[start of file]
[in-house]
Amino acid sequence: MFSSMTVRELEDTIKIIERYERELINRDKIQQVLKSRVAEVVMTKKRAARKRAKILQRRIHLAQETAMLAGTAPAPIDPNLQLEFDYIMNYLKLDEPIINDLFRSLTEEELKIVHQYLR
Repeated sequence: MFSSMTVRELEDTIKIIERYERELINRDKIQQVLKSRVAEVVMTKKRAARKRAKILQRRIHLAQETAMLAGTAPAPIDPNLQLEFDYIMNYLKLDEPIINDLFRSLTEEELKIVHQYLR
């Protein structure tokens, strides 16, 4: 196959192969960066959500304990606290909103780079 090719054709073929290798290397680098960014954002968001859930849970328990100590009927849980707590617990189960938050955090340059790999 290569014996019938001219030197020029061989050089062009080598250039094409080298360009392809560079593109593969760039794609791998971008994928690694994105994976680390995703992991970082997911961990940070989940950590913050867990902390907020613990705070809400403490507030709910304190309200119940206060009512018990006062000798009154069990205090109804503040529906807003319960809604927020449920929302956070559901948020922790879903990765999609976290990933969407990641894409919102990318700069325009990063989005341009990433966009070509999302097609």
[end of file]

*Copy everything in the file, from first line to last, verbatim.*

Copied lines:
[in-house]
Amino acid sequence: MFSSMTVRELEDTIKIIERYERELINRDKIQQVLKSRVAEVVMTKKRAARKRAKILQRRIHLAQETAMLAGTAPAPIDPNLQLEFDYIMNYLKLDEPIINDLFRSLTEEELKIVHQYLR
Repeated sequence: MFSSMTVRELEDTIKIIERYERELINRDKIQQVLKSRVAEVVMTKKRAARKRAKILQRRIHLAQETAMLAGTAPAPIDPNLQLEFDYIMNYLKLDEPIINDLFRSLTEEELKIVHQYLR
């Protein structure tokens, strides 16, 4: 196959192969960066959500304990606290909103780079 090719054709073929290798290397680098960014954002968001859930849970328990100590009927849980707590617990189960938050955090340059790999 290569014996019938001219030197020029061989050089062009080598250039094409080298360009392809560079593109593969760039794609791998971008994928690694994105994976680390995703992991970082997911961990940070989940950590913050867990902390907020613990705070809400403490507030709910304190309200119940206060009512018990006062000798009154069990205090109804503040529906807003319960809604927020449920929302956070559901948020922790879903990765999609976290990933969407990641894409919102990318700069325009990063989005341009990433966009070509999302097609």